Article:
Shaping Global Decision Making in the Shift Towards Low Carbon Energy
Economics of Energy Innovation and System Transition (EEIST) is a £4million government-funded programme led by Dr Jean-Francois Mercure from the Global System’s Institute at the University of Exeter. An international endeavour, EEIST is a collaboration of leading experts in complexity economics, systems thinking, and energy policy from Brazil, China, India, the UK and the EU.
This innovative programme develops cutting edge complexity-based modelling solutions to support policymakers and governments in decision making, aiming to facilitate a rapid low-carbon transition that benefits the economy.
Making decisions on climate policies can lead to structural change in our economies. Yet, the traditional tools we use to make investment decisions are only designed to deliver marginal gains to the existing system. The future is uncertain; therefore, analysis rooted in present assumptions will very likely mislead. The key to low carbon innovation does not lie in policy appraisal that seeks to guess the future based on the confines of present knowledge; it requires a bold and intelligent assessment of how to maximise opportunities whilst minimising risks.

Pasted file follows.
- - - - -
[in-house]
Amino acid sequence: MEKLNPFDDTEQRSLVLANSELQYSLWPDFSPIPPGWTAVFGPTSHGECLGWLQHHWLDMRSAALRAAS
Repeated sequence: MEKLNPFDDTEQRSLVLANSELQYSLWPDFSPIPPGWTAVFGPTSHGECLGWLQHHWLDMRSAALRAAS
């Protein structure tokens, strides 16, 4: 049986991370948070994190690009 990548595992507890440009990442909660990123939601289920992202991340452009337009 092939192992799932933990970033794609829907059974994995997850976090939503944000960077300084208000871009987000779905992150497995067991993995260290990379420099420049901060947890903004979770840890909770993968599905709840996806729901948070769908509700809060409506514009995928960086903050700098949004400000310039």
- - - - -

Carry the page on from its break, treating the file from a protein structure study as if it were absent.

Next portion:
To support this, EEIST has designed an innovative Risk Opportunity Analysis (ROA) framework, which provides an alternative approach to assessing policy options. Instead of only counting identified costs and benefits, ROA involves mapping both risks and opportunities. That means considering all the potential effects of a policy that might be important, even if a number cannot be put on them.
On 4th November at COP26, EEIST will introduce their innovative new framework through their flagship stakeholder report: ‘The New Economics of Innovation and Transition: Evaluating Opportunities and Risk.’ Included within are concrete, international examples of transformative energy policy initiatives with the risk opportunity analysis framework applied to them. By exploring these different outcomes, there is the potential to transform how governments across the world make climate policy decisions for years to come.
The report will be followed by a policy discussion led by international experts, who will discuss new innovation, decision-making techniques and modelling tools which support climate change related decision-making that benefits the economy.
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